Stonehearth - PC Preview

I have long been a fan of the city-building style of games and to some extent, survival-style games like Minecraft, ARK: Survival Evolved, or Terraria. When Banished was released some time back a new style of city-builder was born, a survival city-building sim that was brutal and just different enough to stand on its own; simply put I enjoyed it and a newfound appreciation for the hybrid genre was born. A year or so later comes Stonehearth, a city-building survival sim that has an art style reminiscent of Minecraft but one a grander scale. With procedurally generated maps, unit classes, and various methods of interruption (such as bandit attacks or monsters), Stonehearth aims to carve out a slice of this new pie all for itself. I was fortunately to get my hands on an Early Access build of Stonehearth and here are my first impressions.

As with all Early Access and Preview titles I strongly recommend caution. These titles are in the midst of development and you will come across incomplete features, bugs, crashes, performance issues, and a handful of other potential issues. Early Access is a great way to stay a part of that development cycle and provide feedback to the developers, yet it does take a bit to get beyond some bugs you may encounter. I will caution you, Stonehearth is chalk full of bugs; I had numerous crashes, UI errors, and more graphical glitches I could count, however do not let that fool or deter you, underneath those issues (which are constantly being addressed by the developers as patches come often) is a rock solid game that has provided me with a few dozen hours of utter enjoyment.

Graphically speaking Stonehearth is simplistic in its boxy, almost 8-bit style and seeing your little citizens run around completing the tasks that you give them is far more enjoyable than one would think. From the fun little foxes that trappers may tame to the bandits in their leather armor, each character is unique and easily identifiable. That is, unless you run into the glitch where the unit's head is in their stomach and all you see is a blob walking about with hands and feet, and trust me, you will run into it often. There is a day-night cycle that your little people will go through and adhere to and the need for things like shelter, beds, dining tables and chairs will become apparent in the morale of the town. Varying factors, such as food, enemies, and housing all count towards the morale. At the end of each day the towns morale, food, and wealth (gained by making goods, buildings and trading with passersby) are tallied up and if you meet the day's requirements a new settler will join your town.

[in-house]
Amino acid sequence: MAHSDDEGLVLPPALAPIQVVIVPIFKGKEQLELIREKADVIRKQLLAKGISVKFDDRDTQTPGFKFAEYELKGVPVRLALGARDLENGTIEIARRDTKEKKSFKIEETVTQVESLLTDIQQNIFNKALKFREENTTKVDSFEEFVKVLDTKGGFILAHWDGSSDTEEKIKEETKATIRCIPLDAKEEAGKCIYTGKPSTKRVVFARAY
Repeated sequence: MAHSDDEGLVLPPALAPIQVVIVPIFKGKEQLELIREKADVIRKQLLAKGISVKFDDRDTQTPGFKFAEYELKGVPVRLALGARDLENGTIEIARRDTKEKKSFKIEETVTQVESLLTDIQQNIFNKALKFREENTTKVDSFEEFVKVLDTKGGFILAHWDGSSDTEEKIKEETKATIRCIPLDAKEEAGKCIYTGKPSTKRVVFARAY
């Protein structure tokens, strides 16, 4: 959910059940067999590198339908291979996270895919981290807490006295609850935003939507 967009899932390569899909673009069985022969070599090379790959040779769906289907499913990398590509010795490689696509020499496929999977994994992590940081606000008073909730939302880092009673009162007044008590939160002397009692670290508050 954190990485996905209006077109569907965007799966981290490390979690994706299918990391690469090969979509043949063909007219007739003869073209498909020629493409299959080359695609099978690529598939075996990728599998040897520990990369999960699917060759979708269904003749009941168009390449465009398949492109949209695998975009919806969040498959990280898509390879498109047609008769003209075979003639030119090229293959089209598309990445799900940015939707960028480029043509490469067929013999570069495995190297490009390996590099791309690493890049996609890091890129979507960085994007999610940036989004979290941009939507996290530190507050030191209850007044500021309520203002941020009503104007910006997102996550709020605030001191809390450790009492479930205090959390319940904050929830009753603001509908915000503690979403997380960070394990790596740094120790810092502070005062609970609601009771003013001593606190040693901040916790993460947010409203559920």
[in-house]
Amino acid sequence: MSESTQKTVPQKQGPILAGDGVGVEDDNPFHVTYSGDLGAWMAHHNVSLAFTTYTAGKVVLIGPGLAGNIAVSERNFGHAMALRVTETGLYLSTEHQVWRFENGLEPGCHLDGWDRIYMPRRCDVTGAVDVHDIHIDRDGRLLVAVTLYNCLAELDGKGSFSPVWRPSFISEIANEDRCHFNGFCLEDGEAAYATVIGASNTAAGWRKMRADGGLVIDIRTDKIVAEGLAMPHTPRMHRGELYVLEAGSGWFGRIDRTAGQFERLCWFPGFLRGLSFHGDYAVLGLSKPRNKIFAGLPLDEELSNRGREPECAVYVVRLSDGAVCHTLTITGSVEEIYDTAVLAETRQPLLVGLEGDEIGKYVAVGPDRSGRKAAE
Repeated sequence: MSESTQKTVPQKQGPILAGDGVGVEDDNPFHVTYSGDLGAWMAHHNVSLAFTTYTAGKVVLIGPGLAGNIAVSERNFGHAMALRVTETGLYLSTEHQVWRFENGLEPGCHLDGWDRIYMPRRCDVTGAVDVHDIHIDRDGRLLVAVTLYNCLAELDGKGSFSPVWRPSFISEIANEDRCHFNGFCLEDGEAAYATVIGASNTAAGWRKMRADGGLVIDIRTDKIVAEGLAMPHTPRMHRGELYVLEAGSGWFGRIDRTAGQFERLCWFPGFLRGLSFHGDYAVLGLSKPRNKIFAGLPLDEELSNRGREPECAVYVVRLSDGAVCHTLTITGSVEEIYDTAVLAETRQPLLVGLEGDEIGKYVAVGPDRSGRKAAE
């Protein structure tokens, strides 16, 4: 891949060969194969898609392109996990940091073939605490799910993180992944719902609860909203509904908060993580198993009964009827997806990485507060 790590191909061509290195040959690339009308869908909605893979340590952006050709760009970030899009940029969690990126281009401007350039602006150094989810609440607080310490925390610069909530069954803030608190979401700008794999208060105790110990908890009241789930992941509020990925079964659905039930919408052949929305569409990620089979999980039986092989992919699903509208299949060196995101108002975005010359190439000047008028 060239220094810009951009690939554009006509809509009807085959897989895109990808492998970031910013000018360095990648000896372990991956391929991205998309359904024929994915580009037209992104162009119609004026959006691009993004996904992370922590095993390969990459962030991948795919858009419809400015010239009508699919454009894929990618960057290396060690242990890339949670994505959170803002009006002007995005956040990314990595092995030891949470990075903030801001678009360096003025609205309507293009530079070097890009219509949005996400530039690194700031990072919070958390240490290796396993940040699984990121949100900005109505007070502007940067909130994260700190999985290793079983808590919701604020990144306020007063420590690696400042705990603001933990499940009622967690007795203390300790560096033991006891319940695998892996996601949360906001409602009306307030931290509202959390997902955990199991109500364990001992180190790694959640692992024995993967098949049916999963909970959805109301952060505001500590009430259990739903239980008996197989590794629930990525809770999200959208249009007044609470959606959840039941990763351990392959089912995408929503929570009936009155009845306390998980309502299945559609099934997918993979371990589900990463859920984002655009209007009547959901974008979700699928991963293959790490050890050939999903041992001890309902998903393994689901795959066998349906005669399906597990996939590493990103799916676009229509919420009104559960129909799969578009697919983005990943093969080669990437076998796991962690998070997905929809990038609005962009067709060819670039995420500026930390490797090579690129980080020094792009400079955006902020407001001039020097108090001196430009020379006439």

You will start with 8-10 settlers (or so) that you will be able to monitor and direct by assigning jobs. A word of advice? Depending on where you place your settlement on the map, get a carpenter built and some farming hoes built asap; food can be scarce and farming is the only real source of sustainable sustenance and without it you are doomed. As your farms are developing, setting your workers to mine stone and minerals as well as lumber will give you a start to your little town. Once you have amassed enough lumber you can either use the pre-built designs for sleeping quarters or dining halls or you can build your own.

I found that to start I would build a few pre-designed structures then slowly begin to replace them as I have the time. Being able to balance agriculture and resource gathering with crafting the correct items and fending off monster/bandit attacks will be crucial to your survival. I personally found that building two common sleeping areas, two dining halls then after building the mason's tools, set the mason to sustaining cobblestone walls to place around my settlement yielded the best results. The walls would protect my citizens long enough for my footmen or knights (recruited from my small population) to address the problem that enters my town.

Stonehearth is still quite a ways away from a complete release, however it is a fantastic game underneath the numerous crashes and interface issues. Saving often is required, though performance issues will be the biggest issue (my computer would go from 60 FPS to 3 or 4 FPS on a regular basis, and the requirements for the game are well below what my computer has)., but if you can muscle on through you will be rewarded with a wonderful little city-building survival sim. Head on over to Steam to pick it up and you will not be disappointed:

Preview by Robert